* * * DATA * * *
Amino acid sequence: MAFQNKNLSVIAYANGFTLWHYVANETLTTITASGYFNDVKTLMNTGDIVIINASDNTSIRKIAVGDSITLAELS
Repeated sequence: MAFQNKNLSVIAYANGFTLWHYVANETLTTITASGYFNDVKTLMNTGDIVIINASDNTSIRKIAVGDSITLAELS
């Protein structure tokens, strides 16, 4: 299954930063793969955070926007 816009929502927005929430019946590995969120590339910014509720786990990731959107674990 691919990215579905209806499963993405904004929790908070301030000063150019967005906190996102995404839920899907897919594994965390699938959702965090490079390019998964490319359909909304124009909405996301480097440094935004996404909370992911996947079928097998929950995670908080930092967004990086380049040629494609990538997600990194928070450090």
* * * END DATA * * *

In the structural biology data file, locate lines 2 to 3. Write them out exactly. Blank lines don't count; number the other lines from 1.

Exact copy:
Repeated sequence: MAFQNKNLSVIAYANGFTLWHYVANETLTTITASGYFNDVKTLMNTGDIVIINASDNTSIRKIAVGDSITLAELS
């Protein structure tokens, strides 16, 4: 299954930063793969955070926007 816009929502927005929430019946590995969120590339910014509720786990990731959107674990 691919990215579905209806499963993405904004929790908070301030000063150019967005906190996102995404839920899907897919594994965390699938959702965090490079390019998964490319359909909304124009909405996301480097440094935004996404909370992911996947079928097998929950995670908080930092967004990086380049040629494609990538997600990194928070450090």